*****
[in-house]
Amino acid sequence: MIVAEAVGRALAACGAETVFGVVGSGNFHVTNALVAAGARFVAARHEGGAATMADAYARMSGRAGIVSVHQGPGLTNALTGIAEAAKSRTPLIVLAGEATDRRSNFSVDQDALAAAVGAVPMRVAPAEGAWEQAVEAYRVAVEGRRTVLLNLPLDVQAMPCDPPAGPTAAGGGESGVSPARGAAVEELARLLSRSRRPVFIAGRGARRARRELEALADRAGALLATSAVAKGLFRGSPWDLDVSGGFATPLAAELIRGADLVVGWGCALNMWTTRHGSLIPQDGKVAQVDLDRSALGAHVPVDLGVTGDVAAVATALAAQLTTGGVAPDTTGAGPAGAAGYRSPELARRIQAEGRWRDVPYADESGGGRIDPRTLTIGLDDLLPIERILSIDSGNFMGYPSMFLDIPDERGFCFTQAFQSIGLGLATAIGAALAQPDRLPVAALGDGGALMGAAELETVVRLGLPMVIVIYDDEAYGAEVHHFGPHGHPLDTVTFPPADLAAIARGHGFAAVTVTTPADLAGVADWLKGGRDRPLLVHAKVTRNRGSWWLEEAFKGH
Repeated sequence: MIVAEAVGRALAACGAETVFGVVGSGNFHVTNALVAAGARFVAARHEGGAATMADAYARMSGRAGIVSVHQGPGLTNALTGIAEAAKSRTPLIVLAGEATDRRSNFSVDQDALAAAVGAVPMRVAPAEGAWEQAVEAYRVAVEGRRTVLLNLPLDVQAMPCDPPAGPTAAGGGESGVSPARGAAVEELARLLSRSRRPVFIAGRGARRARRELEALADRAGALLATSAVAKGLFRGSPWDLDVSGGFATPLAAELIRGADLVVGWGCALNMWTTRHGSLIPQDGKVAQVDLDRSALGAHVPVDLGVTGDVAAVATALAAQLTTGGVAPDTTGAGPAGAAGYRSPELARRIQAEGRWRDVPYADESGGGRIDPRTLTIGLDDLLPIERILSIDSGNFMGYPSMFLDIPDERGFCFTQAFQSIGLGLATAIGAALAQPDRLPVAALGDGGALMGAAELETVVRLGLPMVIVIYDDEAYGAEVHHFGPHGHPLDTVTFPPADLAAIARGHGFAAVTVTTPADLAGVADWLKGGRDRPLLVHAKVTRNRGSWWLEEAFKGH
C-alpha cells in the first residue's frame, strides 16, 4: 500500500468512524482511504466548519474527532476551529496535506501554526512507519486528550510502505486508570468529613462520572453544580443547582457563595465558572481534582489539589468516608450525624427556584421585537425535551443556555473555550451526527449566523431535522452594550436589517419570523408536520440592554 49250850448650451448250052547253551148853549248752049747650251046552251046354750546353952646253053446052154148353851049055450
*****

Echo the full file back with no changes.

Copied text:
[in-house]
Amino acid sequence: MIVAEAVGRALAACGAETVFGVVGSGNFHVTNALVAAGARFVAARHEGGAATMADAYARMSGRAGIVSVHQGPGLTNALTGIAEAAKSRTPLIVLAGEATDRRSNFSVDQDALAAAVGAVPMRVAPAEGAWEQAVEAYRVAVEGRRTVLLNLPLDVQAMPCDPPAGPTAAGGGESGVSPARGAAVEELARLLSRSRRPVFIAGRGARRARRELEALADRAGALLATSAVAKGLFRGSPWDLDVSGGFATPLAAELIRGADLVVGWGCALNMWTTRHGSLIPQDGKVAQVDLDRSALGAHVPVDLGVTGDVAAVATALAAQLTTGGVAPDTTGAGPAGAAGYRSPELARRIQAEGRWRDVPYADESGGGRIDPRTLTIGLDDLLPIERILSIDSGNFMGYPSMFLDIPDERGFCFTQAFQSIGLGLATAIGAALAQPDRLPVAALGDGGALMGAAELETVVRLGLPMVIVIYDDEAYGAEVHHFGPHGHPLDTVTFPPADLAAIARGHGFAAVTVTTPADLAGVADWLKGGRDRPLLVHAKVTRNRGSWWLEEAFKGH
Repeated sequence: MIVAEAVGRALAACGAETVFGVVGSGNFHVTNALVAAGARFVAARHEGGAATMADAYARMSGRAGIVSVHQGPGLTNALTGIAEAAKSRTPLIVLAGEATDRRSNFSVDQDALAAAVGAVPMRVAPAEGAWEQAVEAYRVAVEGRRTVLLNLPLDVQAMPCDPPAGPTAAGGGESGVSPARGAAVEELARLLSRSRRPVFIAGRGARRARRELEALADRAGALLATSAVAKGLFRGSPWDLDVSGGFATPLAAELIRGADLVVGWGCALNMWTTRHGSLIPQDGKVAQVDLDRSALGAHVPVDLGVTGDVAAVATALAAQLTTGGVAPDTTGAGPAGAAGYRSPELARRIQAEGRWRDVPYADESGGGRIDPRTLTIGLDDLLPIERILSIDSGNFMGYPSMFLDIPDERGFCFTQAFQSIGLGLATAIGAALAQPDRLPVAALGDGGALMGAAELETVVRLGLPMVIVIYDDEAYGAEVHHFGPHGHPLDTVTFPPADLAAIARGHGFAAVTVTTPADLAGVADWLKGGRDRPLLVHAKVTRNRGSWWLEEAFKGH
C-alpha cells in the first residue's frame, strides 16, 4: 500500500468512524482511504466548519474527532476551529496535506501554526512507519486528550510502505486508570468529613462520572453544580443547582457563595465558572481534582489539589468516608450525624427556584421585537425535551443556555473555550451526527449566523431535522452594550436589517419570523408536520440592554 49250850448650451448250052547253551148853549248752049747650251046552251046354750546353952646253053446052154148353851049055450